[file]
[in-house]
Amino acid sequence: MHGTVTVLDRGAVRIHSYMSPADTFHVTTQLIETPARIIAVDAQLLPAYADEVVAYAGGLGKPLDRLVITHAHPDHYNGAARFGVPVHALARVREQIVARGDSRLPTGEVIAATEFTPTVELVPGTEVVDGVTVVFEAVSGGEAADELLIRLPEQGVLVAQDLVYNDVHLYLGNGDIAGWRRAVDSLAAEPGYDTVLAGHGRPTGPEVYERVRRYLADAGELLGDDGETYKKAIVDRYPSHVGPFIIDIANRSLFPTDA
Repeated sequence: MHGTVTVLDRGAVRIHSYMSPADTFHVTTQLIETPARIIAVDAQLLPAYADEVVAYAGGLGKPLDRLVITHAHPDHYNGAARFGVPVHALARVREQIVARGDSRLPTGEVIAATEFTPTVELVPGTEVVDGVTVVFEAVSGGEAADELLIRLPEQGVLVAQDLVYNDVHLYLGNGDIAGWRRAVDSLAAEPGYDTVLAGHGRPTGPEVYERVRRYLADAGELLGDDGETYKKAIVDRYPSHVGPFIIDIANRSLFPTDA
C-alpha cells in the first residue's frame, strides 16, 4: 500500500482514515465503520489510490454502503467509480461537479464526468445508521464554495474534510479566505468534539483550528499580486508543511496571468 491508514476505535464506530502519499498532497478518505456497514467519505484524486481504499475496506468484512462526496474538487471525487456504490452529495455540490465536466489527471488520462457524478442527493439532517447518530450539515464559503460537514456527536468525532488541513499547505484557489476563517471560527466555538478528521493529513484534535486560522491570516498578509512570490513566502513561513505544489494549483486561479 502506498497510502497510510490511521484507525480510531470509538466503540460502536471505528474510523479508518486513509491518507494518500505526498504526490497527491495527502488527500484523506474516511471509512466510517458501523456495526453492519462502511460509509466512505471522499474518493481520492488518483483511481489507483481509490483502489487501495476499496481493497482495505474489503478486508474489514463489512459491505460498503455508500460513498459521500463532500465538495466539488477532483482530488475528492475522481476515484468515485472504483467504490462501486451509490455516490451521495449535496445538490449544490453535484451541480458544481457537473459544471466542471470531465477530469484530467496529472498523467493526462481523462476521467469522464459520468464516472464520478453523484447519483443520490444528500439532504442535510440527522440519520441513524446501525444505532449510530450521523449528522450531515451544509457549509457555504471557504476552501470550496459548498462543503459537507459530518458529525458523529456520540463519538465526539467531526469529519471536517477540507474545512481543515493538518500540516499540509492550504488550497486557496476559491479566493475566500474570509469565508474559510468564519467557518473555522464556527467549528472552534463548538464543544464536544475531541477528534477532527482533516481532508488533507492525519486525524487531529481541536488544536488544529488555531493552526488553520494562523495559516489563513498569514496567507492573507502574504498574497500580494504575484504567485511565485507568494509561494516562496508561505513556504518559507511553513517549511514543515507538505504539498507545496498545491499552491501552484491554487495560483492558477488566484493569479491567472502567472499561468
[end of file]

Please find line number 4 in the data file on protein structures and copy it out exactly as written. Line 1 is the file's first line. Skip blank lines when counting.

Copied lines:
C-alpha cells in the first residue's frame, strides 16, 4: 500500500482514515465503520489510490454502503467509480461537479464526468445508521464554495474534510479566505468534539483550528499580486508543511496571468 491508514476505535464506530502519499498532497478518505456497514467519505484524486481504499475496506468484512462526496474538487471525487456504490452529495455540490465536466489527471488520462457524478442527493439532517447518530450539515464559503460537514456527536468525532488541513499547505484557489476563517471560527466555538478528521493529513484534535486560522491570516498578509512570490513566502513561513505544489494549483486561479 502506498497510502497510510490511521484507525480510531470509538466503540460502536471505528474510523479508518486513509491518507494518500505526498504526490497527491495527502488527500484523506474516511471509512466510517458501523456495526453492519462502511460509509466512505471522499474518493481520492488518483483511481489507483481509490483502489487501495476499496481493497482495505474489503478486508474489514463489512459491505460498503455508500460513498459521500463532500465538495466539488477532483482530488475528492475522481476515484468515485472504483467504490462501486451509490455516490451521495449535496445538490449544490453535484451541480458544481457537473459544471466542471470531465477530469484530467496529472498523467493526462481523462476521467469522464459520468464516472464520478453523484447519483443520490444528500439532504442535510440527522440519520441513524446501525444505532449510530450521523449528522450531515451544509457549509457555504471557504476552501470550496459548498462543503459537507459530518458529525458523529456520540463519538465526539467531526469529519471536517477540507474545512481543515493538518500540516499540509492550504488550497486557496476559491479566493475566500474570509469565508474559510468564519467557518473555522464556527467549528472552534463548538464543544464536544475531541477528534477532527482533516481532508488533507492525519486525524487531529481541536488544536488544529488555531493552526488553520494562523495559516489563513498569514496567507492573507502574504498574497500580494504575484504567485511565485507568494509561494516562496508561505513556504518559507511553513517549511514543515507538505504539498507545496498545491499552491501552484491554487495560483492558477488566484493569479491567472502567472499561468